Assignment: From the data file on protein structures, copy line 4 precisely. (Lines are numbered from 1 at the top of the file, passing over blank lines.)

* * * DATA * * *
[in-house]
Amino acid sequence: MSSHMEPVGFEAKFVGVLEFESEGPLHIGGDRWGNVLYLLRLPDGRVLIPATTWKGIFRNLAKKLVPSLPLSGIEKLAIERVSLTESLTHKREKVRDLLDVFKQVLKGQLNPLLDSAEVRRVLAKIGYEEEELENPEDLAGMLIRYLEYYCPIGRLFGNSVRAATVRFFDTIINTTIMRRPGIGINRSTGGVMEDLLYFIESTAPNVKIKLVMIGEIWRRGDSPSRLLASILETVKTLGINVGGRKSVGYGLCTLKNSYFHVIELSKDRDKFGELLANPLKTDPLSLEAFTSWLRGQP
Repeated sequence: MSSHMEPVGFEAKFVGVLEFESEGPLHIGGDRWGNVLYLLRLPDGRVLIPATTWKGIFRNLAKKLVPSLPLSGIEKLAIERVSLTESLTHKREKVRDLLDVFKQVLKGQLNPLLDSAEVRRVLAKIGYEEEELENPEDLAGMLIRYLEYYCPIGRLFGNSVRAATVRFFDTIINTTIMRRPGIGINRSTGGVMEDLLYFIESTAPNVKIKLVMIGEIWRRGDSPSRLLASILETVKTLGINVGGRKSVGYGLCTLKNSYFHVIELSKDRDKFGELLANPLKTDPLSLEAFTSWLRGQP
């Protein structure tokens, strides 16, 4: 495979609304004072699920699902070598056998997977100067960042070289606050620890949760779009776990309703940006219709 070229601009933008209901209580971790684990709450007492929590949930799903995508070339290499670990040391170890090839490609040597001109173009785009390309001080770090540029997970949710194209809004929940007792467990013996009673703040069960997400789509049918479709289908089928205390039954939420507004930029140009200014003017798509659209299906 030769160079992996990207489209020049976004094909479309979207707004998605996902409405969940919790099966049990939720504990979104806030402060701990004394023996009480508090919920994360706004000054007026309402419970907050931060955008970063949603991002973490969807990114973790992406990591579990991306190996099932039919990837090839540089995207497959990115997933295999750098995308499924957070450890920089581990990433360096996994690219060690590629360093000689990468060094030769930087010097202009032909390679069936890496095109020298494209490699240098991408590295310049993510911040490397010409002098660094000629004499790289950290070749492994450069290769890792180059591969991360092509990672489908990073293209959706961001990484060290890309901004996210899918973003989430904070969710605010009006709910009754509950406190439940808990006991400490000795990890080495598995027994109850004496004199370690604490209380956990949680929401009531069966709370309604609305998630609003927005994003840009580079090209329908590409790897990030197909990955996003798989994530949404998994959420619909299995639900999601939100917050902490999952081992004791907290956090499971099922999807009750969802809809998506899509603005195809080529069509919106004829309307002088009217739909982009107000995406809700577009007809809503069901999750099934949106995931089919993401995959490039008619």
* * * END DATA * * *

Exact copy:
């Protein structure tokens, strides 16, 4: 495979609304004072699920699902070598056998997977100067960042070289606050620890949760779009776990309703940006219709 070229601009933008209901209580971790684990709450007492929590949930799903995508070339290499670990040391170890090839490609040597001109173009785009390309001080770090540029997970949710194209809004929940007792467990013996009673703040069960997400789509049918479709289908089928205390039954939420507004930029140009200014003017798509659209299906 030769160079992996990207489209020049976004094909479309979207707004998605996902409405969940919790099966049990939720504990979104806030402060701990004394023996009480508090919920994360706004000054007026309402419970907050931060955008970063949603991002973490969807990114973790992406990591579990991306190996099932039919990837090839540089995207497959990115997933295999750098995308499924957070450890920089581990990433360096996994690219060690590629360093000689990468060094030769930087010097202009032909390679069936890496095109020298494209490699240098991408590295310049993510911040490397010409002098660094000629004499790289950290070749492994450069290769890792180059591969991360092509990672489908990073293209959706961001990484060290890309901004996210899918973003989430904070969710605010009006709910009754509950406190439940808990006991400490000795990890080495598995027994109850004496004199370690604490209380956990949680929401009531069966709370309604609305998630609003927005994003840009580079090209329908590409790897990030197909990955996003798989994530949404998994959420619909299995639900999601939100917050902490999952081992004791907290956090499971099922999807009750969802809809998506899509603005195809080529069509919106004829309307002088009217739909982009107000995406809700577009007809809503069901999750099934949106995931089919993401995959490039008619």